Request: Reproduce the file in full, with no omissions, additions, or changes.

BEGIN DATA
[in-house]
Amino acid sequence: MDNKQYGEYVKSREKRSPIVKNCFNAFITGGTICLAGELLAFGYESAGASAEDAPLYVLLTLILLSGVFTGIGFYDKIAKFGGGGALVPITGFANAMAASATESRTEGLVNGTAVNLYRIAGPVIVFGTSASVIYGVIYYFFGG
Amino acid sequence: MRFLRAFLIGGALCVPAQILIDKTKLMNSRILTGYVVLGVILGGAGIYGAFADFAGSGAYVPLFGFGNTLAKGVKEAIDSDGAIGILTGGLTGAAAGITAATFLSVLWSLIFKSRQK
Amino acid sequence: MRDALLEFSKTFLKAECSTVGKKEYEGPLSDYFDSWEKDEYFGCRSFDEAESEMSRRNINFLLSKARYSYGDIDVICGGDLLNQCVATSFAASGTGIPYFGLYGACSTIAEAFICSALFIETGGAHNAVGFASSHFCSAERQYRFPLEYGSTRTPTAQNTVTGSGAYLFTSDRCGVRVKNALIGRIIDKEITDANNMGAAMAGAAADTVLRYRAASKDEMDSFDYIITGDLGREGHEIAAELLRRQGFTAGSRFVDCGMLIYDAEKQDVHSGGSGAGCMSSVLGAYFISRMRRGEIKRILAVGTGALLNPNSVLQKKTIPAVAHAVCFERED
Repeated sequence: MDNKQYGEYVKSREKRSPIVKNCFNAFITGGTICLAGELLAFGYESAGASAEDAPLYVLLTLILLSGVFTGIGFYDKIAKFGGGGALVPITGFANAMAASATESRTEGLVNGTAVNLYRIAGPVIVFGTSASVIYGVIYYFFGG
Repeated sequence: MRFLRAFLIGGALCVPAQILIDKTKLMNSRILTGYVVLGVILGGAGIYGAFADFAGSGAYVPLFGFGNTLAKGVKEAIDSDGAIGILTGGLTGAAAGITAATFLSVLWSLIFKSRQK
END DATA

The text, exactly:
[in-house]
Amino acid sequence: MDNKQYGEYVKSREKRSPIVKNCFNAFITGGTICLAGELLAFGYESAGASAEDAPLYVLLTLILLSGVFTGIGFYDKIAKFGGGGALVPITGFANAMAASATESRTEGLVNGTAVNLYRIAGPVIVFGTSASVIYGVIYYFFGG
Amino acid sequence: MRFLRAFLIGGALCVPAQILIDKTKLMNSRILTGYVVLGVILGGAGIYGAFADFAGSGAYVPLFGFGNTLAKGVKEAIDSDGAIGILTGGLTGAAAGITAATFLSVLWSLIFKSRQK
Amino acid sequence: MRDALLEFSKTFLKAECSTVGKKEYEGPLSDYFDSWEKDEYFGCRSFDEAESEMSRRNINFLLSKARYSYGDIDVICGGDLLNQCVATSFAASGTGIPYFGLYGACSTIAEAFICSALFIETGGAHNAVGFASSHFCSAERQYRFPLEYGSTRTPTAQNTVTGSGAYLFTSDRCGVRVKNALIGRIIDKEITDANNMGAAMAGAAADTVLRYRAASKDEMDSFDYIITGDLGREGHEIAAELLRRQGFTAGSRFVDCGMLIYDAEKQDVHSGGSGAGCMSSVLGAYFISRMRRGEIKRILAVGTGALLNPNSVLQKKTIPAVAHAVCFERED
Repeated sequence: MDNKQYGEYVKSREKRSPIVKNCFNAFITGGTICLAGELLAFGYESAGASAEDAPLYVLLTLILLSGVFTGIGFYDKIAKFGGGGALVPITGFANAMAASATESRTEGLVNGTAVNLYRIAGPVIVFGTSASVIYGVIYYFFGG
Repeated sequence: MRFLRAFLIGGALCVPAQILIDKTKLMNSRILTGYVVLGVILGGAGIYGAFADFAGSGAYVPLFGFGNTLAKGVKEAIDSDGAIGILTGGLTGAAAGITAATFLSVLWSLIFKSRQK